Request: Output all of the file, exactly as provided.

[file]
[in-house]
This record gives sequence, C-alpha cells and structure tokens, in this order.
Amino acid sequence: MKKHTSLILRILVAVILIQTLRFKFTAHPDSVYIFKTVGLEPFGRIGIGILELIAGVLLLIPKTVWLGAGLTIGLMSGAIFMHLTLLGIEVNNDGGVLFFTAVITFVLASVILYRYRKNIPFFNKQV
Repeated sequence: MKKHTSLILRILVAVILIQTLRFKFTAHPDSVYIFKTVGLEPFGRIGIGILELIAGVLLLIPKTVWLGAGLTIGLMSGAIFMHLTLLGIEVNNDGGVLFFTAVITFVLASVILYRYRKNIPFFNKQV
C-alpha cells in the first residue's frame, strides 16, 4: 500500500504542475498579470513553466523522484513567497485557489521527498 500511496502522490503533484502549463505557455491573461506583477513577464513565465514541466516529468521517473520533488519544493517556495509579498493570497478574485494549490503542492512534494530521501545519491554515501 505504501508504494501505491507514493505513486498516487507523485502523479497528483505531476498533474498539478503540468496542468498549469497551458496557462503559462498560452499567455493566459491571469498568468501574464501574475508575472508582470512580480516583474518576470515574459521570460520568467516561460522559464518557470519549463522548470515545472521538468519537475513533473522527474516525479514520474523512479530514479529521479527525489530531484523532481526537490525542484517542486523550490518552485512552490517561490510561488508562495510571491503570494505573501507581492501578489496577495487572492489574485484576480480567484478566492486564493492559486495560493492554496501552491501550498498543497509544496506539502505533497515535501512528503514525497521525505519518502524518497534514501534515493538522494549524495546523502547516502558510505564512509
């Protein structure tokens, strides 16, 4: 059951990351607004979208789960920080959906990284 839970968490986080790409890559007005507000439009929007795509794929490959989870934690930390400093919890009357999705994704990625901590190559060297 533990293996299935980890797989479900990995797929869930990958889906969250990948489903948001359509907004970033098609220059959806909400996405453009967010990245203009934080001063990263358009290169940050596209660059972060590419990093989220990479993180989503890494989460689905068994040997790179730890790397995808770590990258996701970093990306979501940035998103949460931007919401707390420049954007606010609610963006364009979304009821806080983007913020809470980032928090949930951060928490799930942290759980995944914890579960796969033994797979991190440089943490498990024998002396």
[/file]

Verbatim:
[in-house]
This record gives sequence, C-alpha cells and structure tokens, in this order.
Amino acid sequence: MKKHTSLILRILVAVILIQTLRFKFTAHPDSVYIFKTVGLEPFGRIGIGILELIAGVLLLIPKTVWLGAGLTIGLMSGAIFMHLTLLGIEVNNDGGVLFFTAVITFVLASVILYRYRKNIPFFNKQV
Repeated sequence: MKKHTSLILRILVAVILIQTLRFKFTAHPDSVYIFKTVGLEPFGRIGIGILELIAGVLLLIPKTVWLGAGLTIGLMSGAIFMHLTLLGIEVNNDGGVLFFTAVITFVLASVILYRYRKNIPFFNKQV
C-alpha cells in the first residue's frame, strides 16, 4: 500500500504542475498579470513553466523522484513567497485557489521527498 500511496502522490503533484502549463505557455491573461506583477513577464513565465514541466516529468521517473520533488519544493517556495509579498493570497478574485494549490503542492512534494530521501545519491554515501 505504501508504494501505491507514493505513486498516487507523485502523479497528483505531476498533474498539478503540468496542468498549469497551458496557462503559462498560452499567455493566459491571469498568468501574464501574475508575472508582470512580480516583474518576470515574459521570460520568467516561460522559464518557470519549463522548470515545472521538468519537475513533473522527474516525479514520474523512479530514479529521479527525489530531484523532481526537490525542484517542486523550490518552485512552490517561490510561488508562495510571491503570494505573501507581492501578489496577495487572492489574485484576480480567484478566492486564493492559486495560493492554496501552491501550498498543497509544496506539502505533497515535501512528503514525497521525505519518502524518497534514501534515493538522494549524495546523502547516502558510505564512509
């Protein structure tokens, strides 16, 4: 059951990351607004979208789960920080959906990284 839970968490986080790409890559007005507000439009929007795509794929490959989870934690930390400093919890009357999705994704990625901590190559060297 533990293996299935980890797989479900990995797929869930990958889906969250990948489903948001359509907004970033098609220059959806909400996405453009967010990245203009934080001063990263358009290169940050596209660059972060590419990093989220990479993180989503890494989460689905068994040997790179730890790397995808770590990258996701970093990306979501940035998103949460931007919401707390420049954007606010609610963006364009979304009821806080983007913020809470980032928090949930951060928490799930942290759980995944914890579960796969033994797979991190440089943490498990024998002396």